Philly DA reveals hidden Mumia files after court ruling
If Philadelphia District Attorney Larry Krasner can be believed, on Dec. 28 while he and his staff were reportedly searching for an office desk in a remote, nearly inaccessible, locked storeroom, they “found” six banker boxes containing files related to political prisoner Mumia Abu-Jamal’s case.
The newly discovered boxes, supposedly stored under the desk, reportedly had “McCann” written on the visible side. Until 2015, Edward McCann served 26 years in the DA’s office, the last four as First Assistant District Attorney. Krasner and his assistants say when they pulled the boxes out, they found “Mumia” and “Mumia Abu-Jamal” on the hidden side.
This discovery allegedly took place one day after Philadelphia Court of Common Pleas Judge Leon Tucker’s historic Dec. 27 ruling that Abu-Jamal, imprisoned for over 37 years, had the right to new hearings on appeals previously denied by former PA Supreme Court Justice Ron Castille. In the ruling, Tucker cited evidence of Castille’s judicial bias.
Tucker also raised that prosecutors representing the Commonwealth of Pennsylvania failed to produce documents they were obligated to preserve while Abu-Jamal’s appeals were active. He noted that unavailability of the documents could be prejudicial to Abu-Jamal.
In a Jan. 3 letter to Tucker and Abu-Jamal’s attorneys Judith Ritter and Samuel Spital, Assistant DA Tracey Kavanagh wrote: “This [discovery of the boxes] means that the Commonwealth’s prior representations that it had produced the complete file for this Court’s review in this case were incorrect.”
Krasner’s office announced that the files are being reviewed, and will be turned over to Tucker. The office has volunteered to allow inspection by Abu-Jamal’s attorneys. The find was not made public until Jan. 9.
Potential grounds for new trial
Responding to an earlier order from Tucker in September 2017, prior to Krasner taking office, the district attorney’s office had delivered 32 boxes of acknowledged case-related files, sequentially labeled “1 of 32, 2 of 32, 3 of 32,” etc.
The newly reported boxes were labeled “18 of 29, 21 of 29, 23 of 29, 24 of 29, and 29 of 29,” with one box unlabeled. In his Jan. 3 letter Assistant DA Kavanagh wrote: “Nothing in the Commonwealth’s database showed the existence of these six additional boxes.” Kavanagh did not account for the other 24 boxes in the marked sequence.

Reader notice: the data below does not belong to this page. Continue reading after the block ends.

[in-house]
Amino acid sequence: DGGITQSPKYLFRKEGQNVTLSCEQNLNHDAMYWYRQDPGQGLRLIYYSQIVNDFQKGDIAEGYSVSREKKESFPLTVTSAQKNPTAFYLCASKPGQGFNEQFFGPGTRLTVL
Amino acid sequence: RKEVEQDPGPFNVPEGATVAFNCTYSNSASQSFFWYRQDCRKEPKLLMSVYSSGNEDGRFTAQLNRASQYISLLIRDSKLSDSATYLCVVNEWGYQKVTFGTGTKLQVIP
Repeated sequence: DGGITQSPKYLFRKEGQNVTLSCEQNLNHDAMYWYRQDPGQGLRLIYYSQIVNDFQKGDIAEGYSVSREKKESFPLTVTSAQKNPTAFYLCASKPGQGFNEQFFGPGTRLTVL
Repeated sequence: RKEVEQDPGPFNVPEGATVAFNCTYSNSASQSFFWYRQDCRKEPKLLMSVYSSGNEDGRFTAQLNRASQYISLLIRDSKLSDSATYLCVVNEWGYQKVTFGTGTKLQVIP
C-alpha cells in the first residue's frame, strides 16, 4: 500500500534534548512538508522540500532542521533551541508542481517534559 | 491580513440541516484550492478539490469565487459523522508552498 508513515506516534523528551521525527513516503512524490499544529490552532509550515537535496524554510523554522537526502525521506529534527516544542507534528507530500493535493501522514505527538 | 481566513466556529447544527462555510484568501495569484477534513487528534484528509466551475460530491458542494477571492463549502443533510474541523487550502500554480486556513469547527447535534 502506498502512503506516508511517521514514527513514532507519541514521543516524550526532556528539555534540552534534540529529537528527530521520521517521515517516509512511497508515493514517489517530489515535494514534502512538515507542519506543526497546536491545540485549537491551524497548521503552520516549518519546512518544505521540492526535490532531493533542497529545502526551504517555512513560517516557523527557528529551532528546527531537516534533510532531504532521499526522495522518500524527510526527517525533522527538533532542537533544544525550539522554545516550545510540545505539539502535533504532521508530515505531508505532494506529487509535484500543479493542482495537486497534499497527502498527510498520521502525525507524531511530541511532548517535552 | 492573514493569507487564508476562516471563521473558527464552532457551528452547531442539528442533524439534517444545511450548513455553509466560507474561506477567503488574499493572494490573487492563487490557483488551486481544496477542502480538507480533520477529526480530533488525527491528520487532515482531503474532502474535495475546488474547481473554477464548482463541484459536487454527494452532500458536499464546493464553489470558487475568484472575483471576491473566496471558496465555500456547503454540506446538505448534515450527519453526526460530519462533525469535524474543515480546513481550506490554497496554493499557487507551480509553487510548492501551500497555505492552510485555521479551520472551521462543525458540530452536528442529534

That boxes of files on Abu-Jamal’s case were never accounted for in the DA’s database, and were then buried in a remote storage area under office furniture, is no surprise to Mumia’s supporters who feel there are ample grounds for his case to be blown wide open.
The timing of the “discovery”—one day after Tucker’s favorable ruling—raises a serious question: Would the files have seen the light of day if Tucker had ruled for the Commonwealth and denied Abu-Jamal’s appeal?
If these boxes contain any evidence that prosecutors improperly withheld from Mumia’s defense in his first hearing—significant enough that the jury might have found a verdict of “not guilty”—that could be grounds for a retrial. Even less significant evidence could create an opening for a new Post Conviction Relief Act hearing before the Philadelphia Court of Common Pleas.
Krasner’s office has sole authority to appeal Tucker’s Dec. 27 ruling and must respond by Jan. 26. In recent court hearings in the case, Abu-Jamal supporters voiced concerns that Krasner, despite his background as a progressive attorney, appeared to be bending to pressure from the Fraternal Order of Police—who were given preferential seating in Tucker’s courtroom.
Between Jan. 3 and Jan. 7, supporters of Abu-Jamal inundated Krasner’s office with thousands of petitions, phone calls, emails, letters—and a twitter storm. This support came from U.S. and international individuals and organizations, including prominent labor unions. All urged Krasner to allow Abu-Jamal’s appeals. One can only hope the concerted public pressure moved the DA to acknowledge the missing files.
Strong evidence of police and judicial misconduct
Whether or not these files contain “new evidence” about Castille’s involvement relating to the basis for Abu-Jamal’s 2017 appeal, the very existence of hidden files mirrors decades of police and prosecutorial misconduct in denying justice to Abu-Jamal.
After spending nearly 29 years in isolation on death row, since 2011 the 64-year-old political prisoner has been serving a life-without-parole sentence at Pennsylvania SCI Mahanoy. As a result of years of untreated hepatitis C, he suffers from unresolved skin rashes and cirrhosis of the liver, a potential precursor to liver cancer.
Unjustly convicted in 1982 for the death of a Philadelphia police officer, Abu-Jamal’s case stands as one of the most controversial in the history of Philadelphia, which is known for widespread corruption in both the police department and district attorney’s office.
Fifteen of the 35 police officers involved in collecting evidence in Abu-Jamal’s case in 1981 later went to jail for evidence tampering. Several witnesses in his case reported being pressured by police to change their testimony. Krasner’s predecessor Seth Williams, who delayed Abu-Jamal’s release from death row from 2001 until 2011, is currently in prison for five years for bribe-taking.
Mumia Abu-Jamal, the highly political, nationally honored Black journalist, was targeted by the state for his support of the MOVE organization; his public opposition to racist, neo-fascist former Philadelphia Mayor and one-time police commissioner Frank Rizzo; and his earlier membership in the Black Panther Party.